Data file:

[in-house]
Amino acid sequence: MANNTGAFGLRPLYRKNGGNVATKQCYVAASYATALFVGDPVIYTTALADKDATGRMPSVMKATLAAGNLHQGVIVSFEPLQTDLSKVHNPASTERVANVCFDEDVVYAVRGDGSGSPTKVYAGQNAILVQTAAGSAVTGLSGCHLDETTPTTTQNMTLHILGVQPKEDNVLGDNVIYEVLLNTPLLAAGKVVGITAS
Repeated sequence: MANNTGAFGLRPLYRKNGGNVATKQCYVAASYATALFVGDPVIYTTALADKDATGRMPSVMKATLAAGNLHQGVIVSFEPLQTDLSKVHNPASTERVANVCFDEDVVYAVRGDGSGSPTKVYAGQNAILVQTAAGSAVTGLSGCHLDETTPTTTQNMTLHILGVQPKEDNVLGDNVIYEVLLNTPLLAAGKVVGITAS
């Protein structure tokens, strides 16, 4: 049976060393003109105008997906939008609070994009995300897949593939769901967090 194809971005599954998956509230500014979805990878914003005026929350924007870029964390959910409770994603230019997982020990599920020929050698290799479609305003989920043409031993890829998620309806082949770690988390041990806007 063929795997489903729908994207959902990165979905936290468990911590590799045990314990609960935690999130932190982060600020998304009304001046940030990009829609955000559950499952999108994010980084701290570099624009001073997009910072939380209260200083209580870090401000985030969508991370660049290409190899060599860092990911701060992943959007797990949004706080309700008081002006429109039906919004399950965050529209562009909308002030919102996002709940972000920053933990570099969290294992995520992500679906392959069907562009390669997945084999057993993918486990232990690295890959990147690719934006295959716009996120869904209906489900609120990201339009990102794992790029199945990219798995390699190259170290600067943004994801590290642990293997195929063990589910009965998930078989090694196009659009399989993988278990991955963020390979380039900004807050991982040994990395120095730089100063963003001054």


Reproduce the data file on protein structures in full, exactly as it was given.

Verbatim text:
[in-house]
Amino acid sequence: MANNTGAFGLRPLYRKNGGNVATKQCYVAASYATALFVGDPVIYTTALADKDATGRMPSVMKATLAAGNLHQGVIVSFEPLQTDLSKVHNPASTERVANVCFDEDVVYAVRGDGSGSPTKVYAGQNAILVQTAAGSAVTGLSGCHLDETTPTTTQNMTLHILGVQPKEDNVLGDNVIYEVLLNTPLLAAGKVVGITAS
Repeated sequence: MANNTGAFGLRPLYRKNGGNVATKQCYVAASYATALFVGDPVIYTTALADKDATGRMPSVMKATLAAGNLHQGVIVSFEPLQTDLSKVHNPASTERVANVCFDEDVVYAVRGDGSGSPTKVYAGQNAILVQTAAGSAVTGLSGCHLDETTPTTTQNMTLHILGVQPKEDNVLGDNVIYEVLLNTPLLAAGKVVGITAS
């Protein structure tokens, strides 16, 4: 049976060393003109105008997906939008609070994009995300897949593939769901967090 194809971005599954998956509230500014979805990878914003005026929350924007870029964390959910409770994603230019997982020990599920020929050698290799479609305003989920043409031993890829998620309806082949770690988390041990806007 063929795997489903729908994207959902990165979905936290468990911590590799045990314990609960935690999130932190982060600020998304009304001046940030990009829609955000559950499952999108994010980084701290570099624009001073997009910072939380209260200083209580870090401000985030969508991370660049290409190899060599860092990911701060992943959007797990949004706080309700008081002006429109039906919004399950965050529209562009909308002030919102996002709940972000920053933990570099969290294992995520992500679906392959069907562009390669997945084999057993993918486990232990690295890959990147690719934006295959716009996120869904209906489900609120990201339009990102794992790029199945990219798995390699190259170290600067943004994801590290642990293997195929063990589910009965998930078989090694196009659009399989993988278990991955963020390979380039900004807050991982040994990395120095730089100063963003001054």